Comber's hat

Comber in the garden

The new exhibition 'A well designed garden? opened on 21st January. It explores the contributions and additions to the design of garden by the Messel family and their gardeners. We’ve taken this opportunity to display some previously overlooked treasures from our collection.

Comber with his team
Comber with his team

James Comber

James Comber was Head Gardener to both Ludwig and Leonard Messel. He was appointed in 1895 and spent 58 years here until his death in 1953. His son Harold became a plant collector and travelled all over the world bringing back exotic specimens for his father to incorporate into Nymans.

James’s influence on the garden design and his hard work to implement the plans are highlighted in the exhibition, and we have his gardening hat on display. A black bowler hat with an old leather hatband was found many years ago in the rafters of the potting shed, tied up amongst long lengths of cable.

The hat was identified as belonging to James and kept. It sat in a trug up high in our statue store until recently when we unearthed it for display.

Comber's hat before it was cleaned
Comber's hat before it was cleaned

Conserving the hat 

In a rather dismal condition, the hat had not only become caked in dirt and dust, but a few holes had been punctured into the sides and a thin layer of vine-like plant matter had grown over the entire hat. The leather hatband had broken down and was starting to shed, and what remained of the interior patterned lining was unidentifiable. We couldn’t display the hat like this. It needed cleaning up if we wanted to show it off, and if it was going to survive as a hat for much longer.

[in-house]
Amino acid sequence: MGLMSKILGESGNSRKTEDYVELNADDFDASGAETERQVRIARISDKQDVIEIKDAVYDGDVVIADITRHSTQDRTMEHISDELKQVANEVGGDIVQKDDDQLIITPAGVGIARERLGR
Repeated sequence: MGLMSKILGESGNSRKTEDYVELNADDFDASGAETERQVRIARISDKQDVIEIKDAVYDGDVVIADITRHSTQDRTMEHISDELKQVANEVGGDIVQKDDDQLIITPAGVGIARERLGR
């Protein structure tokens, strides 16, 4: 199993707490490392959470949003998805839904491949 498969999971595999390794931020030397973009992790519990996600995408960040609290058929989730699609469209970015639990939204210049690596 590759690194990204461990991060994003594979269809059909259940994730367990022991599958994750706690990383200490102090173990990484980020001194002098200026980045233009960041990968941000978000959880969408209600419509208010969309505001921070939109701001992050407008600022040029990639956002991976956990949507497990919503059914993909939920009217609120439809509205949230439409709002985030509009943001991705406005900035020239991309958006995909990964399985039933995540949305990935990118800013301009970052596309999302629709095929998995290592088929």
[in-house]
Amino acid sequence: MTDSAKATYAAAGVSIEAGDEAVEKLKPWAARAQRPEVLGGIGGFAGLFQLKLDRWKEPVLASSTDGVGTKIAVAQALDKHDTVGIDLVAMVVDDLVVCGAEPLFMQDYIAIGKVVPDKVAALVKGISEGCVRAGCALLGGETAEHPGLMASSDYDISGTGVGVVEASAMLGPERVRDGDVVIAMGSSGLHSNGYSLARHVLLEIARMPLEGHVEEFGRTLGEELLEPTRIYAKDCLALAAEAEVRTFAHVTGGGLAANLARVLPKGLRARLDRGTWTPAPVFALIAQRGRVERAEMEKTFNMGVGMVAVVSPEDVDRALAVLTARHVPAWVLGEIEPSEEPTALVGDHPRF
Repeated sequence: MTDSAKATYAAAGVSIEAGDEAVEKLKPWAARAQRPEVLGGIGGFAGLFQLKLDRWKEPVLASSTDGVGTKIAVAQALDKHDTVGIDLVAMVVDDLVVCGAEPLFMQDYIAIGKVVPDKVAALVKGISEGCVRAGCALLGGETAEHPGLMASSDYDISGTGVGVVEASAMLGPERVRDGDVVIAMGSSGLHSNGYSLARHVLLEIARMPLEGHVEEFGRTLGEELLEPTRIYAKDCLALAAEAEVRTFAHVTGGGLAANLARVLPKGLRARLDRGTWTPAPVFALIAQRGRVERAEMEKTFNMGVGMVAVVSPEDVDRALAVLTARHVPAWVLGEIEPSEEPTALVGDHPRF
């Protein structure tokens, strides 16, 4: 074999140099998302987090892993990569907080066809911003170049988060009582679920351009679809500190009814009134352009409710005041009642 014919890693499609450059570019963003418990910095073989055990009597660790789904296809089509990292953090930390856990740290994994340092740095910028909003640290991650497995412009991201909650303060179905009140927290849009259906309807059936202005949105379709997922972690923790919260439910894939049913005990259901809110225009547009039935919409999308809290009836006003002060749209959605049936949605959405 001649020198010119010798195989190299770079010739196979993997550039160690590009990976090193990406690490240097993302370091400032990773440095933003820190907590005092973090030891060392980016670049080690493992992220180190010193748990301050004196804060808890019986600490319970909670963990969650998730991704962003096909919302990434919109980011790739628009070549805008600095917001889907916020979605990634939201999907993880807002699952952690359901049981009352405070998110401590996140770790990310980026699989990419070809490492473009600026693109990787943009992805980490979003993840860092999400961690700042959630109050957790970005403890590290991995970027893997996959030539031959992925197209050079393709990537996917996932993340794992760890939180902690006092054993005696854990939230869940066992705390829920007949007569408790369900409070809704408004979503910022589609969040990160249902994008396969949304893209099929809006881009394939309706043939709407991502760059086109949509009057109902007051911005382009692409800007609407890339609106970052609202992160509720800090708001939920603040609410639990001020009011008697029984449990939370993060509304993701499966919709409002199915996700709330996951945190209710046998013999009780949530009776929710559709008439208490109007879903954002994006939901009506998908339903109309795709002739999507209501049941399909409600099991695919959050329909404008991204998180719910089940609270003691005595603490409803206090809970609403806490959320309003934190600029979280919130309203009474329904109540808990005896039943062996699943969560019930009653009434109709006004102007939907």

Comber's hat after being cleaned
Comber's hat after being cleaned

As much dust and dirt as possible was brushed away with a hogs-hair brush (the strongest of the conservation brushes we use), carefully avoiding the hatband which could have got caught in the bristles and been ripped away. Once it was easier and clearer to see the plant matter, this was cautiously picked off millimetre by millimetre with a cocktail stick. We were careful to move the stick in the direction of the textile pile, which is the direction in which the fibres of the textile lay flat. If we moved against the pile we would create dark streaks on the hat where the fibres would bend backwards and possibly be detached. Once a large area of plant matter had been removed, we used a pony hair brush (a softer conservation brush) to clear away any loose pieces that lingered, still being careful to avoid the leather hatband. 

There isn’t much more we can do for the hat without having it treated, the textile has stiffened into the position of the punctures and the lining is irretrievable. But we’ve done the best we can for this forgotten treasure.